I studied Business Management in Cardiff and graduated in 2017. I actually studied Dyson at school as part of my Design and Technology A Level, and did a piece on why it’s a great British engineering company. I was fascinated by Dyson. It was one of those cool companies focused on technology.
I loved the culture at Dyson immediately and got on really well with all the managers during the assessment centre interviews. It was challenging, but I knew that if I secured an offer, I wouldn’t turn it down. The graduate scheme is a really good combination of business skills and insight into technology. My first rotation was Business Analysis and was the perfect bridge because it was about gathering and understanding business requirements for a company-wide procurement platform. I got to work with people across Dyson and organised six weeks of offsite workshops in the UK and Singapore.
My second rotation was focused on IT Transformation and involved working closely with the leadership team. I facilitated and coordinated change advocacy groups across the globe, including bi-weekly catch ups with all streams, to better understand the challenges we face working globally.
What I love about the graduate scheme, is that it’s flexible and I’ve pitched where I’ve wanted to go. I’m currently working in Data Product Management, which is something that wasn’t initially proposed to me as a rotation, but it was something I wanted to do. I expressed an interest in coding and they allowed me to do my own side project using spatial analytics to understand the Dyson bus routes, and make them better. My team was really interested and supportive even though it wasn’t something that would have fallen into the role.
I was recently asked to come up with some data visualisation on our environmental impact as a global company. It was a last-minute request and I quickly had to learn how to use Tableau Software. I was getting data from Singapore and Malaysia, and now it’s going in front of James and Jake Dyson. That’s been one of my big achievements so far. It’s been challenging, with huge time constraints, and I’ve had to be responsive, but it’s been really exciting. And as a result of my activities, in May 2019 I was shortlisted for the DataIQ New Talent Award 2019.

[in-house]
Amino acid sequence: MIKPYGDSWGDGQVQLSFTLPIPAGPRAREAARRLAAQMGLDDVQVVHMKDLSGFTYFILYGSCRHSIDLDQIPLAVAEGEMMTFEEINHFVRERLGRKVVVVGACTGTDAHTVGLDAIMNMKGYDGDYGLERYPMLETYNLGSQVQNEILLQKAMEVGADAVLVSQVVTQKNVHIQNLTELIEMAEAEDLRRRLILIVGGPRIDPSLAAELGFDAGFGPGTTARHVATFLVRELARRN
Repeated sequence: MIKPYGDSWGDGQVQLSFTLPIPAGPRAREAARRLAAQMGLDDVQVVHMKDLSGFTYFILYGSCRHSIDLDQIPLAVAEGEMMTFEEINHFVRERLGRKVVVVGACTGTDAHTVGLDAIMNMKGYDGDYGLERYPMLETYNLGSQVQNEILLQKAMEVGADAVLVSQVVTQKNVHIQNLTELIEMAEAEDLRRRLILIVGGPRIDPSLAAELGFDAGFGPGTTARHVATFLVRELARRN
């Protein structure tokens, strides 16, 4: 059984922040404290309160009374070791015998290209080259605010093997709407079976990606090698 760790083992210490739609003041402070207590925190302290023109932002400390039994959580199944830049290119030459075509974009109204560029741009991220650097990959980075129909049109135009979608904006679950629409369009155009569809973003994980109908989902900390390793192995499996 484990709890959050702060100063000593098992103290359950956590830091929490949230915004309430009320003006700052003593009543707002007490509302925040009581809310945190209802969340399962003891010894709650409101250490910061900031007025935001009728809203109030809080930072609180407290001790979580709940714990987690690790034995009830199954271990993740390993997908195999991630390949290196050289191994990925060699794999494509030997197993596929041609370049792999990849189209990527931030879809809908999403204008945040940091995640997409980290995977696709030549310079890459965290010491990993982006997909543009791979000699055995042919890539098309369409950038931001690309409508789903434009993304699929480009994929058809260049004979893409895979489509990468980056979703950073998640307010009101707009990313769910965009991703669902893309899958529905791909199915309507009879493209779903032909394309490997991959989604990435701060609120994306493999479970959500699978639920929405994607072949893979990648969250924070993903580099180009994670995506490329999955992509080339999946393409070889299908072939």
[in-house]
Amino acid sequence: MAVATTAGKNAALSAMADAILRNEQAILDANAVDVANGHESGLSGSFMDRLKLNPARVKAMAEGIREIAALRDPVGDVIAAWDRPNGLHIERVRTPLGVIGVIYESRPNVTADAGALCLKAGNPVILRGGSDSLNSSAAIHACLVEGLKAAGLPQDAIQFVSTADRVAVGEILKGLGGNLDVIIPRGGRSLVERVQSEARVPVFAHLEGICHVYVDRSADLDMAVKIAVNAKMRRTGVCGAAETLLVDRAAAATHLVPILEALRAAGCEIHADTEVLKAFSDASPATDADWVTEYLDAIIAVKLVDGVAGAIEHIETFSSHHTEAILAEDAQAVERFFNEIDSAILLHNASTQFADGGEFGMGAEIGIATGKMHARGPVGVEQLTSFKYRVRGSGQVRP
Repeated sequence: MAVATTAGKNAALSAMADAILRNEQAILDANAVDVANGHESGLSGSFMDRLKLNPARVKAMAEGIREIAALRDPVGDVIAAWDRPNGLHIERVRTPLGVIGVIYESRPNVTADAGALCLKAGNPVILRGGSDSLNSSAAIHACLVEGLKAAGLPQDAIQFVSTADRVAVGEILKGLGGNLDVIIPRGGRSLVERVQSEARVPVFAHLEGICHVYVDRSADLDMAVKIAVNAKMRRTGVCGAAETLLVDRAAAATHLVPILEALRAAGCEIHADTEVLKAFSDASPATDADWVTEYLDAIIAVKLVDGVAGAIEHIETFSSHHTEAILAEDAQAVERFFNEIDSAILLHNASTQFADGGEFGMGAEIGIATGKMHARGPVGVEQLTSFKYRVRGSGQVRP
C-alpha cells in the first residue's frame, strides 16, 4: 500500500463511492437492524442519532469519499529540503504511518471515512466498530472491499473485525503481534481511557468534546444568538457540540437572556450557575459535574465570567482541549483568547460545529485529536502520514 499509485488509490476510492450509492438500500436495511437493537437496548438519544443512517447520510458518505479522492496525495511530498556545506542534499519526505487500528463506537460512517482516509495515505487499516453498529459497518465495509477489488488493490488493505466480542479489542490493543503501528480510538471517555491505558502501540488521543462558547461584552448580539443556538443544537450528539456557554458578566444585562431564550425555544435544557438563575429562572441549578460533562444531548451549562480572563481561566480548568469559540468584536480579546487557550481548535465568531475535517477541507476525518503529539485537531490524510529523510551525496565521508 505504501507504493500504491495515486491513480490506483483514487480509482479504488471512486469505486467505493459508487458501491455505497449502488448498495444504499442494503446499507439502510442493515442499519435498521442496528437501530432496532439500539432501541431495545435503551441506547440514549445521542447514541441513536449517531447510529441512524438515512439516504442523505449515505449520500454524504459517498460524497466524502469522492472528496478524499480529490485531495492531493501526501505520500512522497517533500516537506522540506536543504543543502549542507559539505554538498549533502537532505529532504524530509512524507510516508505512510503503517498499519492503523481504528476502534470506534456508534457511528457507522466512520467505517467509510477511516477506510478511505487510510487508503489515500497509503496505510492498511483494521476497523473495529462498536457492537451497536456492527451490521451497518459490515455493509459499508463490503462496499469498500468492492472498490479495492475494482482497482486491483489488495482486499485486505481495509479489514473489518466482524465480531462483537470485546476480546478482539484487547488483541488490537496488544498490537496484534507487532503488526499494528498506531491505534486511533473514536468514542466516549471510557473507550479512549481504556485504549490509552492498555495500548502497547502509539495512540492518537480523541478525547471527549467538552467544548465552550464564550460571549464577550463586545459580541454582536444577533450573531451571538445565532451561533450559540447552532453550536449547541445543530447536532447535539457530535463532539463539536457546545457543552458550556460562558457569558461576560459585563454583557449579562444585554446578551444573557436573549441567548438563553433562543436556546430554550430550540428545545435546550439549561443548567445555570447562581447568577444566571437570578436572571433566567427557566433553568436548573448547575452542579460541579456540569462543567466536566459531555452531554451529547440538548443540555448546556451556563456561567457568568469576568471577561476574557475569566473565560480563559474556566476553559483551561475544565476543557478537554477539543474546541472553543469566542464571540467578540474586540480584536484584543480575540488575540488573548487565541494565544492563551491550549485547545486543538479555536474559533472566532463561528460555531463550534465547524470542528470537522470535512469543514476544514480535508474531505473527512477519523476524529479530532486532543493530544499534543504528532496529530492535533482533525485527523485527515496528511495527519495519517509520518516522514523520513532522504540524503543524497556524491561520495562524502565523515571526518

I’m now in Singapore and one of my main objectives is to understand what it’s like to work in an office away from Malmesbury, and to get a better understanding of workplace practices in different cultures. At the Dyson Singapore Technology Centre (STC) I’ve been directly involved with our Research, Design and Development (RDD) teams there and increased my involvement with managing data products. This has benefited from the ability to visit the Malaysia Development Centre (MDC) to meet face-to-face with stakeholders. I’ve learnt a lot about myself through working at a different geographic location to the majority of my team. I’ve discovered how much I value relationships, from team activities outside of work to how to make the most of the limited time I have to speak with the team back in the UK.
I knew I would have an international rotation, but I made sure I had conversations with the data team on whether I would have the opportunity to do this abroad. I’m finding that you shouldn’t just ask, you have to propose. At Dyson you can do really great stuff, but you have to seek it out. For my final rotation, I’ve proposed to work in RDD and work with the data team on their side of the fence. So for that, I’ve pulled together a business case stating what the benefits to IT would be.
Another side project outside of my day job was inspired by Sheryl Sandberg’s book, Lean In. I lead a group of four people based around the world, and we meet monthly to share objectives, experiences and make suggestions. We talk about what it’s like to be a graduate, progressing on the scheme, and any tips on developing. I’m encouraged to take on additional projects with no blockers. It’s nice to have a network, an extra support system. I’ve discovered there’s way more of a graduate community at Dyson than I thought there would be. The first induction week was so beneficial in making friends across the business, which has really come in handy in the roles I’ve been in and outside of IT. There’s a great culture here and so many projects have come from a lunch or noticing a project with another graduate and picking up on new opportunities. Often, it’s not a strict formal meeting, but this is key to our culture.